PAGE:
Ibis 742 Carbon Logo Wheels
- Ibis hubs
- Sapim D-Light Spokes (32, 3 cross)
Internal Rim Width: 35 mm
External Rim Width: 42 mm
Blister’s Measured Weight:
- Front: 765 g
- Rear: 908 g
- Total: 1673 g
Reviewer: 5’9”, 155 lbs.
Test Duration: 5 Months
Test Locations: Montana, British Columbia
While it seems like everyone and their mother is making carbon rims these days, Ibis was ahead of the curve. Not only that, but they apparently sensed that wide rims were going to be a popular choice, because even their earliest wheelsets were offered with some pretty wide hoops.
Fast forward a few years, and Ibis is still in the game. Their wheels have undergone some revisions and refinements, and they’re now offering 10 different wheelsets both in carbon and aluminum options at a variety of price points.
We’ve spent the last 5 months testing Ibis’ 742 Carbon Logo wheels on an assortment of bikes to see how durable they are, and where they stack up against some of the more (and less) expensive wheels out there.
The Wheel Build
Ibis offers wheels both with their own, Ibis branded hub, or with the higher end Industry 9 Torche hubs. Our “Carbon Logo” wheelset came with the Ibis hubs, laced to the 742 rims via 32 Sapim D-Light spokes. The more expensive wheelsets from Ibis use the same rim, but use the I9 Torche hub (which has substantially higher engagement) and Sapim CX-Ray spokes.
The Ibis 742 rim is, as the name implies, a 27.5” rim with a 42 mm outer width and a 35 mm inner width. The rim is asymmetric, meaning the spoke holes are offset 5mm to one side, which builds a stronger wheel.
On a normal, symmetric rim where the spoke holes are equidistant from both sides of the rim, the spokes come in at different angles. This is because the flanges on hubs are not equidistant from the centerline of the hubs. On rear hubs, the drive side flange is set inward to make room for the cassette, and on front hubs the non-drive side flange is set inward to make room for the disc brake.
This means that the spokes on one side approach the rim at a steeper, more “vertical” angle. The practical effect of this is a weaker, less stiff wheel — the issue gets complicated at its extremes, but for the purposes of this review, it’ll suffice to say that broader hub flanges make for a wheel that’s laterally stiffer. It also means that the spokes on either side of the wheel hit the rim at closer to the same angle, which means they can come closer to having the same tension on both sides. Again, this makes for a stronger wheel.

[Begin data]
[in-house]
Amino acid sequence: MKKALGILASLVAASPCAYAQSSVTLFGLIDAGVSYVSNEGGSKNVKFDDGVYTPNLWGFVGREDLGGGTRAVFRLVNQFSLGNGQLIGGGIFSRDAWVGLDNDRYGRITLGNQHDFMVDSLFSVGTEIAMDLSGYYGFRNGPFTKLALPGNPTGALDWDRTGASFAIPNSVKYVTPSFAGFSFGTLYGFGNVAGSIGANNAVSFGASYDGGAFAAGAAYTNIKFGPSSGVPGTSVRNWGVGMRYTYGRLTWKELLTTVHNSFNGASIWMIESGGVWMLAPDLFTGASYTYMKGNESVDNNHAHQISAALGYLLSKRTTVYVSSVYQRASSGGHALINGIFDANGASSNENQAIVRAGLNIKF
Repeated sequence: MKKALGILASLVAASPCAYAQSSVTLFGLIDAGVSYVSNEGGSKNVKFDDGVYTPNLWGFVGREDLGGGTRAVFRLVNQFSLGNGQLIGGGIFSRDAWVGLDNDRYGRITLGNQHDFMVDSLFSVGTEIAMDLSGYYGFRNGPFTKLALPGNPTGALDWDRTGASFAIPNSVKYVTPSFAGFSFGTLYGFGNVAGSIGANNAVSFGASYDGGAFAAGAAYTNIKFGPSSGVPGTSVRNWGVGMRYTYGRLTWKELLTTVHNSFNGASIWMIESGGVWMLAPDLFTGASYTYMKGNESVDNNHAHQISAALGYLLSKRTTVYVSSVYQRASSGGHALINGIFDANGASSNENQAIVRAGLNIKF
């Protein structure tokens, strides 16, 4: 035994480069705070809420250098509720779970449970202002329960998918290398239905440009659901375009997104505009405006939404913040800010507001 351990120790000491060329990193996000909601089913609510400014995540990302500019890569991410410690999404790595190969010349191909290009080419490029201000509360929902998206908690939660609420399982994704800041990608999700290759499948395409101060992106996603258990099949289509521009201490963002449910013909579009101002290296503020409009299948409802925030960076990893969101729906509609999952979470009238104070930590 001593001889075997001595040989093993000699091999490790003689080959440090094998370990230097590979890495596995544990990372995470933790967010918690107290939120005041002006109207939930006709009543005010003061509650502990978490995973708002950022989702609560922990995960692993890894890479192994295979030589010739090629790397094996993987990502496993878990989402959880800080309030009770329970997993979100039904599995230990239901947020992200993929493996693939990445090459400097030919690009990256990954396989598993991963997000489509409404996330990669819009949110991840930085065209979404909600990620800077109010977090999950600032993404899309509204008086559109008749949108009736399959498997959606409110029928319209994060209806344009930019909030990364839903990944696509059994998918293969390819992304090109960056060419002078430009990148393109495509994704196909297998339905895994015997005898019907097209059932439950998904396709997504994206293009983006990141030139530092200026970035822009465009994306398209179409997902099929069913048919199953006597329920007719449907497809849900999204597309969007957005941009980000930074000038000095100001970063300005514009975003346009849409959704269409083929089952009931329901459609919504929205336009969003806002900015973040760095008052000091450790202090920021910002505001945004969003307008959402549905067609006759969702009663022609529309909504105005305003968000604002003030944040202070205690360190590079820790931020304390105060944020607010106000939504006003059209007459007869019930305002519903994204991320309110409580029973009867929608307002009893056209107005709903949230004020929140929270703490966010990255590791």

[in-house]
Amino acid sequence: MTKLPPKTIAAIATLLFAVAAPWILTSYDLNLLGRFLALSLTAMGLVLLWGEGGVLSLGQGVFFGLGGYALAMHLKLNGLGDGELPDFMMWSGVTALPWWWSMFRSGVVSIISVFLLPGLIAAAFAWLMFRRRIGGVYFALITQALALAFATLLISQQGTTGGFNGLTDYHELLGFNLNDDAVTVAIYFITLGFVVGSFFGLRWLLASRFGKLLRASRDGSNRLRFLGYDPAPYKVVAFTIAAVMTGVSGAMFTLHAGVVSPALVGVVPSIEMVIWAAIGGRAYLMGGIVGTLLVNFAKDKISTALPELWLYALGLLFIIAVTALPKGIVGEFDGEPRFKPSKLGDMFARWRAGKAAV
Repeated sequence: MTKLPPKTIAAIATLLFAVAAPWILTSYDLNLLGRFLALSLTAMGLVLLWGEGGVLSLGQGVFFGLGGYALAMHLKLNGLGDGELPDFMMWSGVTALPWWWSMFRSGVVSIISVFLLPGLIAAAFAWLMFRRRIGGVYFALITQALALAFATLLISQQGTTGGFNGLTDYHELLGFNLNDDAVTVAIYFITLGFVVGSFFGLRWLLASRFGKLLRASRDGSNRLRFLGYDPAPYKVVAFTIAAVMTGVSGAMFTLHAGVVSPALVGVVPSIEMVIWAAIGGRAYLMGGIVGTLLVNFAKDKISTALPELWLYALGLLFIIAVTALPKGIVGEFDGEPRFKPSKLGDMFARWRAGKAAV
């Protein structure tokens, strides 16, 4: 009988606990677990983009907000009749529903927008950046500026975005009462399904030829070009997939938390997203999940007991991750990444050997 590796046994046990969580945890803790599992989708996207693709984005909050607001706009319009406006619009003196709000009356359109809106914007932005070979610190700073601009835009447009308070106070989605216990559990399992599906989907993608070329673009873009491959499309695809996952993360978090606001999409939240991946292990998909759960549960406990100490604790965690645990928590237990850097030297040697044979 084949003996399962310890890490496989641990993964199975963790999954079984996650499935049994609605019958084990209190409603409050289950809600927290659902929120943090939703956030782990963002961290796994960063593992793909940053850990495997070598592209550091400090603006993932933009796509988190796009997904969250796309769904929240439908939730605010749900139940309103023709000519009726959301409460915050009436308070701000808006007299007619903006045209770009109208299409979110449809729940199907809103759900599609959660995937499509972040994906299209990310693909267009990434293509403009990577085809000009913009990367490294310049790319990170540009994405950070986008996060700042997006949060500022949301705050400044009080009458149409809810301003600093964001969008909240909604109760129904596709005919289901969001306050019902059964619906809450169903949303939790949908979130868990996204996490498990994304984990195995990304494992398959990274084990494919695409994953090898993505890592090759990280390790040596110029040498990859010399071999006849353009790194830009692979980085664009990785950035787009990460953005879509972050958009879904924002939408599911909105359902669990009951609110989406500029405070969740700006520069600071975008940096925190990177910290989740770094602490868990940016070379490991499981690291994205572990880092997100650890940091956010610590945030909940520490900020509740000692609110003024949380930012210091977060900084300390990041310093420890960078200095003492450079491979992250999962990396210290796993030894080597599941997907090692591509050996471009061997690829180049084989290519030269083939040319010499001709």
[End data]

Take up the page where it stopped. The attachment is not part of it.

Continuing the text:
Of course, we can’t make wider hub flanges without redesigning frames (see: Boost spacing), but there’s a couple ways to cheat the system. One is to make the hub flanges taller, and another is to make asymmetric rims.
Essentially, the asymmetric rim means the bead (and thus the tire) is centered in the frame, but the spokes hit the rim off to one side. By setting the spokes off center, the approach angle of the spokes on both sides is closer to being the same, and the wheel comes out stiffer and stronger.
Beyond the asymmetry, Ibis has also reduced the cross section height of the rims, reportedly to improve how the rims handle hard impacts. At a guess, the reduced height of the rims might allow the rim to flex a little bit on an impact, thus absorbing the hit rather than cracking.
The Sapim D-Light spokes are double-butted, 2.0 – 1.65 – 2.0, but unlike the CX-Ray spokes on the higher end Ibis wheels, the D-Light spokes aren’t bladed. The wheels are laced with a traditional 32 spoke, 3-cross configuration, which isn’t particularly exotic but there’s decades of evidence that this lacing pattern produces durable wheels.
We took some tension readings on the spokes to check the tension balance on the build. Generally speaking, tension numbers should be within 20% of the average for a decently balanced wheel, and the Ibis wheels were well inside that. Average tensions on the rear wheel were around 120 kgf, but if those numbers don’t mean much to you, suffice it to say that in terms of lacing and tensioning the spokes, the 742’s are nicely built wheels.